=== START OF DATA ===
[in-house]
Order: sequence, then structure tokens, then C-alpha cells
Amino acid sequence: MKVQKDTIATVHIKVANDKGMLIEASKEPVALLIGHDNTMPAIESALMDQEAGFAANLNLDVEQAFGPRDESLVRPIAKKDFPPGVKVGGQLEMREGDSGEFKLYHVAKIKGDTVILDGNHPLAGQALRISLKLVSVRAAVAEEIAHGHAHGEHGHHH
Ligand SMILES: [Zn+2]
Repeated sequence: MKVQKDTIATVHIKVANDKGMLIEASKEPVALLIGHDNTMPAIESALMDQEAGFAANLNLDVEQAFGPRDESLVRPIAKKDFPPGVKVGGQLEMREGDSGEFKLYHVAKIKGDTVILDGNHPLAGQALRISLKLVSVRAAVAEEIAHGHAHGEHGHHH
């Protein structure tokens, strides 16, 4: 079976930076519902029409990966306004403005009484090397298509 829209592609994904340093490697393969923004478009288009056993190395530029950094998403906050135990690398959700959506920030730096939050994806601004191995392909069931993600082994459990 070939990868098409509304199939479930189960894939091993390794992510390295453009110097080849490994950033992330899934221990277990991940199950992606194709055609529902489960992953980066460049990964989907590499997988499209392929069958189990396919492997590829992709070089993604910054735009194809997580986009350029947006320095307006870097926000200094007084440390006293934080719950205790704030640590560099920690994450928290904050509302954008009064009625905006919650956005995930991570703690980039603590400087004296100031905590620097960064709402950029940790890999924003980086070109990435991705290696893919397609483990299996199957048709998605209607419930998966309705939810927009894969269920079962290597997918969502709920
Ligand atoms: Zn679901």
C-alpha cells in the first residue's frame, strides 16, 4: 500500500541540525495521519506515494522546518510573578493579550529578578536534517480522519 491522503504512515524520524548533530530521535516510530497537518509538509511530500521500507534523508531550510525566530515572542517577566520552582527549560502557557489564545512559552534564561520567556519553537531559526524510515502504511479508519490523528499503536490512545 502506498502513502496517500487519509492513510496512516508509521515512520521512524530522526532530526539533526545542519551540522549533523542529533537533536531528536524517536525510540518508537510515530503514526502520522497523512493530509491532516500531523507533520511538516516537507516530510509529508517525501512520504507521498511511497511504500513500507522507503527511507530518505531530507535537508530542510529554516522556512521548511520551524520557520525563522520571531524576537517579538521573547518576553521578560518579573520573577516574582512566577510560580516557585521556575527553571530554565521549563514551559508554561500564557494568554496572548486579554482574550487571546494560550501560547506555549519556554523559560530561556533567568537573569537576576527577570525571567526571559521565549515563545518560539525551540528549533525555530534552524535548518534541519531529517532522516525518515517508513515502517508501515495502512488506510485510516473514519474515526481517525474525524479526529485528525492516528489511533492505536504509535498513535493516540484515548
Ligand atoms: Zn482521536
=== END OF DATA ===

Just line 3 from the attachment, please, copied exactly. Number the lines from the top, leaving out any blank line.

Amino acid sequence: MKVQKDTIATVHIKVANDKGMLIEASKEPVALLIGHDNTMPAIESALMDQEAGFAANLNLDVEQAFGPRDESLVRPIAKKDFPPGVKVGGQLEMREGDSGEFKLYHVAKIKGDTVILDGNHPLAGQALRISLKLVSVRAAVAEEIAHGHAHGEHGHHH